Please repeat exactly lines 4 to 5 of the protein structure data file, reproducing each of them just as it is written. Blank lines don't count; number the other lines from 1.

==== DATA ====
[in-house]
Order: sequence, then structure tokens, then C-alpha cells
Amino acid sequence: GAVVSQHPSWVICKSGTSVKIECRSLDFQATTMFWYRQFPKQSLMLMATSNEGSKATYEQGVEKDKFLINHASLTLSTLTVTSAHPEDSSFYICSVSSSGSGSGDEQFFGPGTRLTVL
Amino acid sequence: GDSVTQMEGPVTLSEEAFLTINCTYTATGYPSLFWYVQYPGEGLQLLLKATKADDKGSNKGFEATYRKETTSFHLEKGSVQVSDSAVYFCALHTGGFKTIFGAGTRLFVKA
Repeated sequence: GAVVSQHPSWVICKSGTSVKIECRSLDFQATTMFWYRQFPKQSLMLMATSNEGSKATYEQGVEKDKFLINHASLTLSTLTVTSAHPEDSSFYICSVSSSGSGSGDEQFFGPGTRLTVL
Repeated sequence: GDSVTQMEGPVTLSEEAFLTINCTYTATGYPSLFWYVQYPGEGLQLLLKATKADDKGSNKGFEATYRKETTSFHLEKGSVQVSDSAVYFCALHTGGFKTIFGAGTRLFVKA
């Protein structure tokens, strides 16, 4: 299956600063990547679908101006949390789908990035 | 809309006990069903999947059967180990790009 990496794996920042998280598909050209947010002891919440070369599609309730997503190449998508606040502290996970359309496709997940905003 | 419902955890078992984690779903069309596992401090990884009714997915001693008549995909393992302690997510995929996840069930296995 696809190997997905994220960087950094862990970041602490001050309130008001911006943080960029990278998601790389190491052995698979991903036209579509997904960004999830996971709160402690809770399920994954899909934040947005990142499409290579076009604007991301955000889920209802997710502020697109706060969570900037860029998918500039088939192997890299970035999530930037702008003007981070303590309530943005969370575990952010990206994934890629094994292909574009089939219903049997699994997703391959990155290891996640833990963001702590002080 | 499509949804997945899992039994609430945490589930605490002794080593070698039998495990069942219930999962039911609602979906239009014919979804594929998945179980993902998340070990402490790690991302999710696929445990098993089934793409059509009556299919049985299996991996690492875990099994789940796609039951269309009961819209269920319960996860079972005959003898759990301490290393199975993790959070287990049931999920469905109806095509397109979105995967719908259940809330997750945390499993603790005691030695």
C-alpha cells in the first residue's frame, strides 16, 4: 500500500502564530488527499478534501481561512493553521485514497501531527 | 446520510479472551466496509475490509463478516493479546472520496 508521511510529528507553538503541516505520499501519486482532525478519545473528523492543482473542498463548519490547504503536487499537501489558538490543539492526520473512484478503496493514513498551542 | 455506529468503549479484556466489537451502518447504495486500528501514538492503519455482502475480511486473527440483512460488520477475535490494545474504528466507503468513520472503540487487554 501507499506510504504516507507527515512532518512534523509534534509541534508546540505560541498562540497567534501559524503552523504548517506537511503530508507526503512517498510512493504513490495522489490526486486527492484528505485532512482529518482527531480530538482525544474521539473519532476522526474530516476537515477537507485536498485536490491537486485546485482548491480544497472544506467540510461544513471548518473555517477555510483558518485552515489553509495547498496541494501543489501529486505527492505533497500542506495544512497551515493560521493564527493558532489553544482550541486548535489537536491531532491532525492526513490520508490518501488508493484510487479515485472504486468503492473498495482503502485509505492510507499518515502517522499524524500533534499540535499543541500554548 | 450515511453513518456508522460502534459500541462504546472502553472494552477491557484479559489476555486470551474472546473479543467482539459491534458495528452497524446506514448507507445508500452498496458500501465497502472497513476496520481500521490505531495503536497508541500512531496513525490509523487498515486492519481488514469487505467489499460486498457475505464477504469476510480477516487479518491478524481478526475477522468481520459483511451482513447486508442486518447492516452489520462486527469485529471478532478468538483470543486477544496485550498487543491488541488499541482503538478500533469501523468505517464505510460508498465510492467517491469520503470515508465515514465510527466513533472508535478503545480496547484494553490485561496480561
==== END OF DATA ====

Amino acid sequence: GDSVTQMEGPVTLSEEAFLTINCTYTATGYPSLFWYVQYPGEGLQLLLKATKADDKGSNKGFEATYRKETTSFHLEKGSVQVSDSAVYFCALHTGGFKTIFGAGTRLFVKA
Repeated sequence: GAVVSQHPSWVICKSGTSVKIECRSLDFQATTMFWYRQFPKQSLMLMATSNEGSKATYEQGVEKDKFLINHASLTLSTLTVTSAHPEDSSFYICSVSSSGSGSGDEQFFGPGTRLTVL